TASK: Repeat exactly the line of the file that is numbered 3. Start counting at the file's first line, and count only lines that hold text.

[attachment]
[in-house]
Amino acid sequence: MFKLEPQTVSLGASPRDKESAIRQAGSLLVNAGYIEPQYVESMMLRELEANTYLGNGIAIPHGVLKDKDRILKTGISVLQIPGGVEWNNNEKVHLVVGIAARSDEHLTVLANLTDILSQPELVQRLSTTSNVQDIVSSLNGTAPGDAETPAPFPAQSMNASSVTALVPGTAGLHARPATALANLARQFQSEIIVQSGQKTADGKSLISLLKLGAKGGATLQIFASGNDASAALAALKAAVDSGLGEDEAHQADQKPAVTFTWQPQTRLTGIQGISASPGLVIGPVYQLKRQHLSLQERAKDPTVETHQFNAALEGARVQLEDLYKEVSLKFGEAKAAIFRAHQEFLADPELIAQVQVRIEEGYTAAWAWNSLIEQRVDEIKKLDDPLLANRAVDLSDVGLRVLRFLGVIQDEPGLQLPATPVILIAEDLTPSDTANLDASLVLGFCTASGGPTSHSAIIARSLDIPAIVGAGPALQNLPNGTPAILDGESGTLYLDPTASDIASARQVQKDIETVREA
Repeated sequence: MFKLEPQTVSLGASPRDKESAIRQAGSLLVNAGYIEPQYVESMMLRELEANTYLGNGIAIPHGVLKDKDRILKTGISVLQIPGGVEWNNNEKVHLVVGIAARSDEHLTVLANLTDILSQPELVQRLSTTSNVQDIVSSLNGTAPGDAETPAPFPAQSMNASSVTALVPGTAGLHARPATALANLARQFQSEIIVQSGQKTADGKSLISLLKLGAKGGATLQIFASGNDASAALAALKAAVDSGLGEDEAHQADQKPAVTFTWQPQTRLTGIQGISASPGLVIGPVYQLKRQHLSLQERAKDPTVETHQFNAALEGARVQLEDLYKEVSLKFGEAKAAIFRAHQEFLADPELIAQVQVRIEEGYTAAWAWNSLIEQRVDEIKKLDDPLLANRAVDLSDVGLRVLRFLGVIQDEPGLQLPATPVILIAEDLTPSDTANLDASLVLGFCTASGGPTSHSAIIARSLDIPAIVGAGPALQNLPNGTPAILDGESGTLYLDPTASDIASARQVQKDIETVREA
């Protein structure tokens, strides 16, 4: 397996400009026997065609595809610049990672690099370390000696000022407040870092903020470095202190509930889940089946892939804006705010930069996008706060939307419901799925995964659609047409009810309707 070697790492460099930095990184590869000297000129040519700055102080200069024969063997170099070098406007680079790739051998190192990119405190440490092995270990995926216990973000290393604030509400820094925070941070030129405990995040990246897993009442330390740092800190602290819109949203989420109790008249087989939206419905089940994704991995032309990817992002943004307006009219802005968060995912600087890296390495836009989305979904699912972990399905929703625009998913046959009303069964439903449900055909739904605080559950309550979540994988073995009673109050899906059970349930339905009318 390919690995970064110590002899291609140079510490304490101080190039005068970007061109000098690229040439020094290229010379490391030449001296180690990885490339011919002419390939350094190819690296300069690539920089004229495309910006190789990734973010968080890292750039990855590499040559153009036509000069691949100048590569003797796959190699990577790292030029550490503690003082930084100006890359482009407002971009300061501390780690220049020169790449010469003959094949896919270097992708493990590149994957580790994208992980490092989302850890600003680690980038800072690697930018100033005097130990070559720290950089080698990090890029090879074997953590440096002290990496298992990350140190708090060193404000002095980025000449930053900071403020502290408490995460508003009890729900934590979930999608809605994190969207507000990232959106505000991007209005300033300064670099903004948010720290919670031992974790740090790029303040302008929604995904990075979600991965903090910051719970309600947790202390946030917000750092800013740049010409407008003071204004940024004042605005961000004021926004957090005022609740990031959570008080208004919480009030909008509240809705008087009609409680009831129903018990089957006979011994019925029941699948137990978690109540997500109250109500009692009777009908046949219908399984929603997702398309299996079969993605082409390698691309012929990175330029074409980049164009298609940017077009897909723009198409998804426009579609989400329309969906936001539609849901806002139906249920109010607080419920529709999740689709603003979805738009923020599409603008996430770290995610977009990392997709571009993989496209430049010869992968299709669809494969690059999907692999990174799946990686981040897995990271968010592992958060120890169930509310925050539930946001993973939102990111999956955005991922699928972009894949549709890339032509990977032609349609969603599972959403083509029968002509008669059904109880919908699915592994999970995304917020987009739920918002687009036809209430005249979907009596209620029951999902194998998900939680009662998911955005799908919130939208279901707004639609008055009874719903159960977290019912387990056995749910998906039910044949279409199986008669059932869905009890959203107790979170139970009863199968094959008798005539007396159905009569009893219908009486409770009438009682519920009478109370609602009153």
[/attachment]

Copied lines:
Repeated sequence: MFKLEPQTVSLGASPRDKESAIRQAGSLLVNAGYIEPQYVESMMLRELEANTYLGNGIAIPHGVLKDKDRILKTGISVLQIPGGVEWNNNEKVHLVVGIAARSDEHLTVLANLTDILSQPELVQRLSTTSNVQDIVSSLNGTAPGDAETPAPFPAQSMNASSVTALVPGTAGLHARPATALANLARQFQSEIIVQSGQKTADGKSLISLLKLGAKGGATLQIFASGNDASAALAALKAAVDSGLGEDEAHQADQKPAVTFTWQPQTRLTGIQGISASPGLVIGPVYQLKRQHLSLQERAKDPTVETHQFNAALEGARVQLEDLYKEVSLKFGEAKAAIFRAHQEFLADPELIAQVQVRIEEGYTAAWAWNSLIEQRVDEIKKLDDPLLANRAVDLSDVGLRVLRFLGVIQDEPGLQLPATPVILIAEDLTPSDTANLDASLVLGFCTASGGPTSHSAIIARSLDIPAIVGAGPALQNLPNGTPAILDGESGTLYLDPTASDIASARQVQKDIETVREA